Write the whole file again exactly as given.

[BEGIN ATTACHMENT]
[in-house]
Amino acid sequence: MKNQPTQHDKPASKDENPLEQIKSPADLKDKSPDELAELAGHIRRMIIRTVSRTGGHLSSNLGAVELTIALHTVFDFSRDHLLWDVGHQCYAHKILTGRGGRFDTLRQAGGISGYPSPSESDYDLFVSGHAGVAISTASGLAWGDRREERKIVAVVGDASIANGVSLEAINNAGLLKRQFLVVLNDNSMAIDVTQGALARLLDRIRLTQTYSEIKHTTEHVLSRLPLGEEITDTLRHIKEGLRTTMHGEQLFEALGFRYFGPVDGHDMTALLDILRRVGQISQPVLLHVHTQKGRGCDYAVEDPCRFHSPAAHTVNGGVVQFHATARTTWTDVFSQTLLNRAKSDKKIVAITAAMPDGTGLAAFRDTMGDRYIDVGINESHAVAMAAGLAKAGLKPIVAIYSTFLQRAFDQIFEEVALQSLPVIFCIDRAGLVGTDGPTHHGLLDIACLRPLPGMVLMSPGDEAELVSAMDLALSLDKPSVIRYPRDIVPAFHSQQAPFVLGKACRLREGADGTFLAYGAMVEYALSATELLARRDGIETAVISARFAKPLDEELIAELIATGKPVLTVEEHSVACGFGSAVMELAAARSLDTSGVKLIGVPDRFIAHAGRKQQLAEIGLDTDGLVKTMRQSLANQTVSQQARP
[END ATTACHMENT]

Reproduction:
[in-house]
Amino acid sequence: MKNQPTQHDKPASKDENPLEQIKSPADLKDKSPDELAELAGHIRRMIIRTVSRTGGHLSSNLGAVELTIALHTVFDFSRDHLLWDVGHQCYAHKILTGRGGRFDTLRQAGGISGYPSPSESDYDLFVSGHAGVAISTASGLAWGDRREERKIVAVVGDASIANGVSLEAINNAGLLKRQFLVVLNDNSMAIDVTQGALARLLDRIRLTQTYSEIKHTTEHVLSRLPLGEEITDTLRHIKEGLRTTMHGEQLFEALGFRYFGPVDGHDMTALLDILRRVGQISQPVLLHVHTQKGRGCDYAVEDPCRFHSPAAHTVNGGVVQFHATARTTWTDVFSQTLLNRAKSDKKIVAITAAMPDGTGLAAFRDTMGDRYIDVGINESHAVAMAAGLAKAGLKPIVAIYSTFLQRAFDQIFEEVALQSLPVIFCIDRAGLVGTDGPTHHGLLDIACLRPLPGMVLMSPGDEAELVSAMDLALSLDKPSVIRYPRDIVPAFHSQQAPFVLGKACRLREGADGTFLAYGAMVEYALSATELLARRDGIETAVISARFAKPLDEELIAELIATGKPVLTVEEHSVACGFGSAVMELAAARSLDTSGVKLIGVPDRFIAHAGRKQQLAEIGLDTDGLVKTMRQSLANQTVSQQARP